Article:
Yew - In the Wild - November

Plant Magic: A Year of Green Wisdom for Pagans & Wiccans - Sandra Kynes 2017

Yew
In the Wild
November

American Yew (Taxus canadensis)

*Also known as Canadian yew

English Yew (T. baccata)

*Also known as common yew

Western Yew (T. brevifolia)

*Also known as Pacific yew

Rarely over five feet tall, the American yew is an evergreen shrub with multiple stems and reddish bark. The English and Western yews are also evergreens; however, they can reach almost fifty feet tall. They both have dark green, needle-like leaves. Although they appear to grow from two sides of the branches, the needles are actually attached in spirals around the branches. The needles of the English yew are glossy on top, gray to pale green underneath. Yews produce seeds surrounded by a fleshy, red coating that looks like a cup-shaped berry. The seeds ripen from September to November and are toxic, as is the foliage. Native to North America, the American and Western yews are found in forests. A favorite for trimming into topiary shapes, the English yew was imported as a garden plant.

The yew can live for thousands of years and became a symbol of everlasting life. It is also associated with death and the afterlife perhaps because the seeds, bark, and leaves are poisonous. In England, yews were commonly planted in graveyards symbolizing death and resurrection. In addition to arrows and spears, yew wood was used for a wide range of votive objects in Britain, France, and Switzerland. Native Americans of the Pacific Northwest carved sacred ceremonial objects from the Western yew.

One particular yew in Devon, England, was for some unknown reason linked with fertility. According to legend, if a man walked backward and a woman forward around the tree, they would have children. Also, walking around the tree seven times was said to make a wish come true.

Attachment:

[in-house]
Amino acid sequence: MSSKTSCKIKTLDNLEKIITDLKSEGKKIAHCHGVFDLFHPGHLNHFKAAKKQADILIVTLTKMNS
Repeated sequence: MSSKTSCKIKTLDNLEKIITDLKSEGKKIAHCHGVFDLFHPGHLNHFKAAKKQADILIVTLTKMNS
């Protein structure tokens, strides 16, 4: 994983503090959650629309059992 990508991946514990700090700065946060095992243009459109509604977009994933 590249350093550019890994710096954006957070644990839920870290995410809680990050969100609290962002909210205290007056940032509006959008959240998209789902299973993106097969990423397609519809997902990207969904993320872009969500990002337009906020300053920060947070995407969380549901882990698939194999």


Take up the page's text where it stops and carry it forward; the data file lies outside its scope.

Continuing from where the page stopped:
Place sprigs with berries on your altar during divination sessions to heighten psychic abilities. Hang a sachet of dried berries on a bedpost or place it on a bedside table to end nightmares. Place three berries on your altar to aid in turning inward during the dark of the year to nurture yourself, and then burn them at Yule.

If you have a spirit in your house that troubles you, hang sachets with yew leaves and berries or sprigs of yew in active areas on the dark moon. As you do this, suggest that the spirit follow the energy of the yew to find peace and rest in the otherworld. On the full moon, take the sprigs or sachets down and burn them.

Yew is associated with the elements air, fire, and water. Its astrological influence comes from Jupiter, Mars, and Saturn. This tree is also associated with the following deities: Badb, Banba, Cailleach Bheur, the Dagda, Dôn, Hecate, Hermes, Holle, Loki, Lugh, Odin, and Saturn.

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Figure 40. Yew is associated with the ogham Ioho and the

runes Eihwaz, Algiz, and Hagalaz (shown left to right).